United States District Court, D. Delaware
has filed a Motion for Preliminary Injunctive Relief Limiting
Arbitration that Defendants have commenced in Sweden. (D.I.
69). The Parties have fully briefed the issues. (D.I . 70,
77, 85). For the reasons set out below, Plaintiffs motion is
argues that it is entitled to injunctive relief based on an
order that I issued on March 28, 2018 ("the
Order"). In the Order, I denied Defendants' motion
to compel arbitration of Plaintiff s infringement claims
related to U.S. Patent No. 8, 494, 090 ('"090
Patent") under the Federal Arbitration Act. (D.I. 70 at
1; see D.I. 48). I considered certain provisions of
a 2003 patent licensing agreement ("PLA") to
resolve that motion. For that purpose, I interpreted relevant
provisions of the PLA under Delaware law. (D.I. 48 at 4).
However, I noted that the PLA contains a choice of law
provision requiring interpretation of the contract under
Swedish law. (Id.; D.I. 13, Exh. 1 at § 12.1).
This was meant to clarify that my Delaware law interpretation
of the relevant provisions was for the limited purpose of
resolving Defendants' motion to compel arbitration. (D.I.
48 at 4 (noting that the Parties had not briefed the choice
of law provision and stating, "I will therefore apply
Delaware contract law" to resolve the motion)). That is,
the Order did not announce a final, binding interpretation of
the relevant sections of the PL A. Rather, my interpretation
was limited to deciding Defendants' motion to compel
arbitration-the issue that the parties had briefed.
briefing on the present motion relies heavily on my Delaware
law interpretation of the PLA. (See D.I. 70 at
10-11, 19). Based on its reading of the Order, Plaintiff
argues that it meets the requirements for a preliminary
injunction or, alternatively, that I should issue an
injunction to preserve my jurisdiction under the All Writs
Act, 28 U.S.C. § 1651. (Id. at 9, 18).
Plaintiffs reliance on the Order is misplaced.
the Order is properly considered, Plaintiff has not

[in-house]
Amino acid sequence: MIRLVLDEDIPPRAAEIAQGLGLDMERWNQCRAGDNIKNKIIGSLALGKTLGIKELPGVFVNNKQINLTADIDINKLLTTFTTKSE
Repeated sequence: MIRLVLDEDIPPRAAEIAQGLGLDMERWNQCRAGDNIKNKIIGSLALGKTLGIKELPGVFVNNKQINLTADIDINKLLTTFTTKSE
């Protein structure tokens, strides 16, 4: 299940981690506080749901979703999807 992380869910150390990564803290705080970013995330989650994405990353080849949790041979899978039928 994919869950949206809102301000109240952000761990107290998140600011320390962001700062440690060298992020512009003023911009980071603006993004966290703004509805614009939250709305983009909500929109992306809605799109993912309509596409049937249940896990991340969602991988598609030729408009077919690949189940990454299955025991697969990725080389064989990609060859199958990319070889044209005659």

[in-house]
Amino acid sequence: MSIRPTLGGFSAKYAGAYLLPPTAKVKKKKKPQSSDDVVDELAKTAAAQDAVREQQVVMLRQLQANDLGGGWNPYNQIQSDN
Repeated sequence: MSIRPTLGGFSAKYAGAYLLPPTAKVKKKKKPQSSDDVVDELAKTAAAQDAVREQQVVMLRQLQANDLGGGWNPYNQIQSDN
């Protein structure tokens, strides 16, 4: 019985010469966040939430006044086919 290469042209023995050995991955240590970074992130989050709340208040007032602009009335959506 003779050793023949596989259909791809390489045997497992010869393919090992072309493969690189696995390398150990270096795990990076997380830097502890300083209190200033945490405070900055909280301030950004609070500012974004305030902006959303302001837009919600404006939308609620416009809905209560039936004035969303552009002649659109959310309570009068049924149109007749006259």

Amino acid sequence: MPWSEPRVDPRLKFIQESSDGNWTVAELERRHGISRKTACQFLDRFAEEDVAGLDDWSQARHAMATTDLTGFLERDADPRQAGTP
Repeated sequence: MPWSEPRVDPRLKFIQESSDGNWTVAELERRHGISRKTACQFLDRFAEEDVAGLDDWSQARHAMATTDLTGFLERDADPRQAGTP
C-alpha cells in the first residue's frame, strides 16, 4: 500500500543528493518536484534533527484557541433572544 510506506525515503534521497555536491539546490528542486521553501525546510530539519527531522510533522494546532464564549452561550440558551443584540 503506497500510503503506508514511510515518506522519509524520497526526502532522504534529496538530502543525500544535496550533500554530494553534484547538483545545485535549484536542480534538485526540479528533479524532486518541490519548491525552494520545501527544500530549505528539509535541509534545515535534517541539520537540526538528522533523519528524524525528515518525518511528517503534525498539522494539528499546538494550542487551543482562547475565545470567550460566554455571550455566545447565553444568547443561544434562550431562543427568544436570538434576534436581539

established that it is entitled to an injunction.
[T]o obtain a preliminary injunction the moving party must
show as a prerequisite "(1) a reasonable probability of
eventual success in the litigation, and (2) that it will be
irreparably injured .. . if relief is not granted. ... [In
addition, ] the district court, in considering whether to
grant a preliminary injunction, should take into account,
when they are relevant, (3) the possibility of harm to other
interested persons from the grant or denial of the
injunction, and (4) the public interest."
Reilly v. City of Harrisburg, 858 F.3d 173, 176 (3d
Cir. 2017) (alterations in original) (quoting Del. River
Port Auth. v. Transamerican Trailer Transport, Inc., 501
F.2d 917, 919-20 (3d Cir. 1974)). Plaintiff cannot meet this
standard. The entirety of its "reasonable probability of
eventual success" analysis rests on the Order and my
construction of the PLA contained therein. (See D.I.
70 at 10-11). The Order did not announce a binding
interpretation of the PLA. Therefore, it cannot establish a
reasonable probability of success. Without any other analysis
regarding its likelihood of success on this issue, Plaintiffs
argument for a preliminary injunction necessarily fails.
Thus, I will not grant Plaintiff a preliminary injunction.
actions since the Order issued do not warrant the invocation
of the All Writs Act. Under the Act, "[t]he Supreme
Court and all courts established by Act of Congress may issue
all writs necessary or appropriate in aid of their respective
jurisdictions and agreeable to the usages and principles of
law." 28 U.S.C. § 1651(a). "The All Writs Act
confers on courts extraordinary powers that are firmly
circumscribed." Grider v. Keystone Health Plan Cent,
Inc., 500 F.3d 322, 328 (3d Cir. 2007) (quotation marks
omitted). An injunction under the Act is not appropriate
simply because another forum may reach judgment on an issue